Ca(OH)2 + H2 Action with hydrogen – Except Beryllium, all
other alkaline earth metals combine directly with hydrogen to form their hydrides MH 2. BeH2 is covalent, while other hydrides are electrovalent. Mg +
Action with halogen – Alkaline earth metals react
with halogen at higher temperatures to form halides MX2. BeH2 is covalent, while other halides are electrovalent. Mg
MgCl2 Action of acids
– Alkaline earth metals react
readily with acids to form their halides along with liberation of hydrogen gas. Mg
MgCl2 + H2
Complexes of alkaline earth metals – Alkaline
earth metals form stable complexes with oxygen and nitrogen donor ligands. The tendency to form complexes decreases from Be to Ba. Thus, Be shows greatest tendency to form complexes while, Ba forms less number of complex compounds. Anomalous properties of Beryllium – Beryllium
shows slightly different properties than other alkaline earth metals, due to its smaller size and high electronegativity.
Alkali Metal halides Alkali metals form MX type compounds with halogens. These compounds are called as alkali metal halides. e.g. LiCl, LiF, NaCl, KCl, KI, KF,etc. Preparation : Alkali metals combine with halogens to from halides, along with the evolution of heat. e.g.
2Li + Cl2
Properties : Alkali metal halides are ionic compounds.
They are good conductors and completely soluble in water. 2.
They form crystal lattices with FCC, BCC
type structures. 3.
They are thermally stable.
They have high melting and boiling points.
The ionic character of these halides increases
from Li-halides to Cs-halides. Applications : 1. LiF solutions are used in the enamel industries. 2. LiCl is used in air–conditioning plants. 3. KBr is used in the photography.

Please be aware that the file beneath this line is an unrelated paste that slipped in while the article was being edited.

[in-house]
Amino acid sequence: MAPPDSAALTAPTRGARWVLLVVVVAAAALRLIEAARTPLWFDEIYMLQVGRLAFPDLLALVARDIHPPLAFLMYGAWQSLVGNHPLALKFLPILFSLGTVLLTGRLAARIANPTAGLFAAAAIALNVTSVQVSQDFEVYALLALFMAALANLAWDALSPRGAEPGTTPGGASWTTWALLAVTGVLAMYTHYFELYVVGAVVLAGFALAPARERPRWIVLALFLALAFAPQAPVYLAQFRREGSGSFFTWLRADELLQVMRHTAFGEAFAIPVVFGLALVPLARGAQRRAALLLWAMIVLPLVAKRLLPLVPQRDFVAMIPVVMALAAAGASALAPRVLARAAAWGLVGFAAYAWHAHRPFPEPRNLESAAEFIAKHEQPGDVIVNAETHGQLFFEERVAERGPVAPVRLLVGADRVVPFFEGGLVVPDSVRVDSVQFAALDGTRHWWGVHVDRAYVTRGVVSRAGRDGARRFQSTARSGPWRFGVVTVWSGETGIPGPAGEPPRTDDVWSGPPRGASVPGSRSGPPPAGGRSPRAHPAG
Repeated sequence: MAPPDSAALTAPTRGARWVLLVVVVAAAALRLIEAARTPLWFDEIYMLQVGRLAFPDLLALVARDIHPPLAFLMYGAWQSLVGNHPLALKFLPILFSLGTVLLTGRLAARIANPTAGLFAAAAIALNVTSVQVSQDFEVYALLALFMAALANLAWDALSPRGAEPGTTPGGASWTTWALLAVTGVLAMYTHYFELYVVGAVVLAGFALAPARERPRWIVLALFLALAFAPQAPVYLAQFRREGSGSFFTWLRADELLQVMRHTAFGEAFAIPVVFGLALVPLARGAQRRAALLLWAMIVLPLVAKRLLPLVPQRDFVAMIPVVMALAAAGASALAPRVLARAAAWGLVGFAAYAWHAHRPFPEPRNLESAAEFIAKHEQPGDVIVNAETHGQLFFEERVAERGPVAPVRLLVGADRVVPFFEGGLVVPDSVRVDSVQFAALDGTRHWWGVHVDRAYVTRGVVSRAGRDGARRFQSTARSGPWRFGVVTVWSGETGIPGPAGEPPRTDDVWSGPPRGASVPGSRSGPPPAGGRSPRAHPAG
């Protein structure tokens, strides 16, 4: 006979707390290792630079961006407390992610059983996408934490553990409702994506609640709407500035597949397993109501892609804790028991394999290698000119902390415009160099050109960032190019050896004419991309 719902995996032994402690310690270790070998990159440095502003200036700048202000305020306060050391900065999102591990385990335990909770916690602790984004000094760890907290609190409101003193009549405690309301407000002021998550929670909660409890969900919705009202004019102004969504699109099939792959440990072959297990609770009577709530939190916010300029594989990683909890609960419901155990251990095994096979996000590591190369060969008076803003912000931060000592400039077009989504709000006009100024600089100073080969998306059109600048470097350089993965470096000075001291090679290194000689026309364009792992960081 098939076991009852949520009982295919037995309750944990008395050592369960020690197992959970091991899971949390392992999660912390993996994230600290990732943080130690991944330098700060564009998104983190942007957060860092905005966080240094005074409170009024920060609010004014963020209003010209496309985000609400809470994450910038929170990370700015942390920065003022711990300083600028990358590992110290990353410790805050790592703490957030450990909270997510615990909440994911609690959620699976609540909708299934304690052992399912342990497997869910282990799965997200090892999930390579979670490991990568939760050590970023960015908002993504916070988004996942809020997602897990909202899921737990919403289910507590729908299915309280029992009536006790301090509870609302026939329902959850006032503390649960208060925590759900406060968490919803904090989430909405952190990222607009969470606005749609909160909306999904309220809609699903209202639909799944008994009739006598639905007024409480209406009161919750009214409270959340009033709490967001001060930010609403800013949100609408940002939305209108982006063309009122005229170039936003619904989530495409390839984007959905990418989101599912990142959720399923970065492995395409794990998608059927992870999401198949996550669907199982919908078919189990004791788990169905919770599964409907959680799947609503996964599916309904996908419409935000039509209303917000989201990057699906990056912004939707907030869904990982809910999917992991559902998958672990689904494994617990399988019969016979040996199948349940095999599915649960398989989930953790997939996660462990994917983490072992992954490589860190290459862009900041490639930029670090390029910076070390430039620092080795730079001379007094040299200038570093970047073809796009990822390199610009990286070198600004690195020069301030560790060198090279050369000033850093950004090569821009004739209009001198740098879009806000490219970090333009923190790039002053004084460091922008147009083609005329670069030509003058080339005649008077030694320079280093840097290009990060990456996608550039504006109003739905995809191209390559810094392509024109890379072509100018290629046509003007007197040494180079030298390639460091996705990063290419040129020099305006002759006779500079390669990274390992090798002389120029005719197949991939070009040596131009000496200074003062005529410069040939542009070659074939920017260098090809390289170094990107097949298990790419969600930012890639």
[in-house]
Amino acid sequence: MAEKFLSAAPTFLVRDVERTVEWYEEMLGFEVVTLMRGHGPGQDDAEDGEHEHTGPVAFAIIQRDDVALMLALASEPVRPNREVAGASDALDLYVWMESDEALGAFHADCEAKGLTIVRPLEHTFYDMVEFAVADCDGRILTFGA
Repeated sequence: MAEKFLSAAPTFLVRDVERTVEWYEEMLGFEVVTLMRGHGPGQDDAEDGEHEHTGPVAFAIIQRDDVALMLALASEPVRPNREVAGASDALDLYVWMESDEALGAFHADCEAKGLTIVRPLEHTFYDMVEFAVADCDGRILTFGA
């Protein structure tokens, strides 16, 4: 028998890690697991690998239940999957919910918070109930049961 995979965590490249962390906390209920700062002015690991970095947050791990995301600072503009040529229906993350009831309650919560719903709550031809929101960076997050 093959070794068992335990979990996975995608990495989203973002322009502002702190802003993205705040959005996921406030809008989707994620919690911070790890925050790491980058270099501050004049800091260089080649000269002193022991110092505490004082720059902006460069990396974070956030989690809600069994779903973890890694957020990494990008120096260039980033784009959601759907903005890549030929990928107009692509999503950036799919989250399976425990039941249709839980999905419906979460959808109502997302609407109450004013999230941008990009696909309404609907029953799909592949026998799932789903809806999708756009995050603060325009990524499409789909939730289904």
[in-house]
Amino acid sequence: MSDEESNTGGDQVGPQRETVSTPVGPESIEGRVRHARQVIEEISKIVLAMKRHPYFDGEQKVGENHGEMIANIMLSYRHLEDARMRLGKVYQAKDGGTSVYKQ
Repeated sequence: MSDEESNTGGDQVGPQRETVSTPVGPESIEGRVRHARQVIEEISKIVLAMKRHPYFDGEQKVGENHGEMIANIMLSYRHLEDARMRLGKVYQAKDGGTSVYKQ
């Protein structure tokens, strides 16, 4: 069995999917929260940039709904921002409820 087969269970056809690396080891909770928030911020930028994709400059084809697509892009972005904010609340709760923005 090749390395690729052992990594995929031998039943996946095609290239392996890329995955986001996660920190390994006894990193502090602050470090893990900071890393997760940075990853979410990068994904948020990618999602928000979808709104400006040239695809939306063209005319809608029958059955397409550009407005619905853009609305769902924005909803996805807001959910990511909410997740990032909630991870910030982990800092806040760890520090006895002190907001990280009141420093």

Alkaline Earth Metal halides Alkaline earth metals form MX2 type compounds with halogens. These compounds are called as alkaline earth metal halides. e.g. BeCl2, MgCl2, CaCl2, MgF2,etc. 5
Preparation : Alkaline earth metals combine with halogens to from halides. e.g.
Mg + Cl2
Properties : 1.
Alkaline earth metal halides are covalent and polymeric compounds.
They are good conductors in molten state.
They are soluble in the organic solvents.
They form polymeric structure.
Alkali Metal hydroxides Alkali metals form hydroxides MOH. Preparation : Alkali metal hydroxides are prepared by the action of water on metals or metal oxides. e.g.
2Na + H2O
2NaOH + H2
Na2O + H2O
Properties : 1. Alkali metal hydroxides are ionic compounds. They are completely soluble in water. They are basic in nature. Their basic nature increases from
LiOH to CsOH. 3.
In molten state these hydroxides are good conductors.
On sublimation they form dimmers.
The ionization increases from LiOH to CsOH, as size of cation increases.
Applications : 1.